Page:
DODGEBALL: A TRUE UNDERDOG STORY - Q&A with Ben Stiller
Wearing a black shirt and jeans, Ben Stiller looks in good shape. He should do. His latest film, DODGEBALL, has already taken $87 million at the US box-office, capping off a year where he has also found great success with ALONG CAME POLLY and STARSKY AND HUTCH. Son to legendary comedians Jerry Stiller and Anne Meara, Stiller has always looked destined to become a major funny-man. He joined seminal comedy troupe SATURDAY NIGHT LIVE for a brief period, before branching out with his own sketch show series THE BEN STILLER SHOW in the early Nineties. In Hollywood, he made his name initially as a director - with defining Gen X film REALITY BITES, to Jim Carrey vehicle THE CABLE GUY and the hilarious ZOOLANDER, in which he took the title role as a not-too-bright male model. But, after being seen in dark dramas PERMANENT MIDNIGHT and YOUR FRIENDS AND NEIGHBOURS, it was his role as the luckless Ted in the Farrelly Brothers' gross-out comedy THERE'S SOMETHING ABOUT MARY that sent him into the stratosphere. Since then, roles have come in KEEPING THE FAITH, MYSTERY MEN, THE ROYAL TENENBAUMS and smash hit MEET THE PARENTS, for which Stiller is currently filming the sequel, MEET THE FOCKERS.
You're a big Star Trek fan, apparently. Was working with William Shatner in DODGEBALL an all time career-high?
Yes, it was incredible. I'm such a big fan. It was just fun. I didn't really want gush too much around him. It was my suggestion. I think Ross will admit that he's not as a big a Star Trek fan as I am. I think it's such a cool group of cameos in the movie - I think it's the only film where Lance Armstrong, Chuck Norris, William Shatner and David Hasselhoff all appear together. It was really fun to work with them.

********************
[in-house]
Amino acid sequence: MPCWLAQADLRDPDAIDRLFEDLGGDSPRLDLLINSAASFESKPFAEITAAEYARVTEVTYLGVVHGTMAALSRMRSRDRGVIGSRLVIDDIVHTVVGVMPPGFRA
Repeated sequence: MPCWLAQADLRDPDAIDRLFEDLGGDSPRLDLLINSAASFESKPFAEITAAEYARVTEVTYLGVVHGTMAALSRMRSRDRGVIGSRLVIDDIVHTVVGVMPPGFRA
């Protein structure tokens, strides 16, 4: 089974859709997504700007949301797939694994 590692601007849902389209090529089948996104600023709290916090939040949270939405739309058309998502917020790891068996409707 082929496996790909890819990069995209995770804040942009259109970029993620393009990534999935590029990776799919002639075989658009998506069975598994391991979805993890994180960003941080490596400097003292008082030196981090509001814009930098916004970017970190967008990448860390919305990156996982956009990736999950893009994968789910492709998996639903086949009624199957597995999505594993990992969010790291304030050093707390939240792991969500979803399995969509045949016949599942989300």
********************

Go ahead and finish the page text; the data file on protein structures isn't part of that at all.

Did you ever go to Star Trek conventions?
I used to! I've got some Star Trek memorabilia. I've been to his house, actually, a couple of times. He has Monday night football gatherings, so I would silently look around...I'm quite happy when I'm there.
Was it a difficult film to make physically?
The throwing the ball is hard, because those balls are so big - they're quite hard to control. It's just exhausting playing games. It takes so much energy. It's a game for kids, and you start to feel it in your joints and knees, in your late-Thirties. It's a lot of lateral movement. After three or four minutes, we'd all get exhausted and it wouldn't look that good, so we had to break it up. It was three and a half weeks just shooting the Dodgeball games.
What do you think about White, your character?
The character was supposed to be such a ridiculously self-involved gym-rat. The leotards and spandex accentuate that. I used to go the gym a lot. I don't think going to the gym and comedy go that well together. You know what I mean? You can't be that self-involved and be that funny too - unless you're playing a character that's supposed to be self-involved.
Was White based on anyone specifically?
No one specifically, but just that mentality...that American obsession that we have with physical appearance and outwardly trying to look a certain way or change yourself. It's a certain sort of person that exists...it's all liposuction, implant surgery...everything is artificial within, and that's very prototypical.